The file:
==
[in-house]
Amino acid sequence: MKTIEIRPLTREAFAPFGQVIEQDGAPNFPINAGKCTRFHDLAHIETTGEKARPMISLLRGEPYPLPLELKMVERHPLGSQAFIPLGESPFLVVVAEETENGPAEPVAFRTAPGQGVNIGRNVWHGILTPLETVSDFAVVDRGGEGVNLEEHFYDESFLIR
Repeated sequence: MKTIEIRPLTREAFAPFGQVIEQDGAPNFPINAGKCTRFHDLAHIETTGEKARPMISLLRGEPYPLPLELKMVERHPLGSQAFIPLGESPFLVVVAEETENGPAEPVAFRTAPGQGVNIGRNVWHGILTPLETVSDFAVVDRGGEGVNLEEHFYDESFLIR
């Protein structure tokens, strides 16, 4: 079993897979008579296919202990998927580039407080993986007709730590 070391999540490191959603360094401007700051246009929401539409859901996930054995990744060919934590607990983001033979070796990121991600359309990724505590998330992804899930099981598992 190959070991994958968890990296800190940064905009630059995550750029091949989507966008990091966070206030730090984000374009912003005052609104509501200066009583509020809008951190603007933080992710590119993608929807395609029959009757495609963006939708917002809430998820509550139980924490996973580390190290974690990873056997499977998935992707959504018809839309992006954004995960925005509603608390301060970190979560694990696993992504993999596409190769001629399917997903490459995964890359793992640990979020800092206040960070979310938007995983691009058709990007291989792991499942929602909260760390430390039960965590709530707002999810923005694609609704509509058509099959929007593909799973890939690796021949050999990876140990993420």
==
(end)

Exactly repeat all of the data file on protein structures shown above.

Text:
[in-house]
Amino acid sequence: MKTIEIRPLTREAFAPFGQVIEQDGAPNFPINAGKCTRFHDLAHIETTGEKARPMISLLRGEPYPLPLELKMVERHPLGSQAFIPLGESPFLVVVAEETENGPAEPVAFRTAPGQGVNIGRNVWHGILTPLETVSDFAVVDRGGEGVNLEEHFYDESFLIR
Repeated sequence: MKTIEIRPLTREAFAPFGQVIEQDGAPNFPINAGKCTRFHDLAHIETTGEKARPMISLLRGEPYPLPLELKMVERHPLGSQAFIPLGESPFLVVVAEETENGPAEPVAFRTAPGQGVNIGRNVWHGILTPLETVSDFAVVDRGGEGVNLEEHFYDESFLIR
């Protein structure tokens, strides 16, 4: 079993897979008579296919202990998927580039407080993986007709730590 070391999540490191959603360094401007700051246009929401539409859901996930054995990744060919934590607990983001033979070796990121991600359309990724505590998330992804899930099981598992 190959070991994958968890990296800190940064905009630059995550750029091949989507966008990091966070206030730090984000374009912003005052609104509501200066009583509020809008951190603007933080992710590119993608929807395609029959009757495609963006939708917002809430998820509550139980924490996973580390190290974690990873056997499977998935992707959504018809839309992006954004995960925005509603608390301060970190979560694990696993992504993999596409190769001629399917997903490459995964890359793992640990979020800092206040960070979310938007995983691009058709990007291989792991499942929602909260760390430390039960965590709530707002999810923005694609609704509509058509099959929007593909799973890939690796021949050999990876140990993420």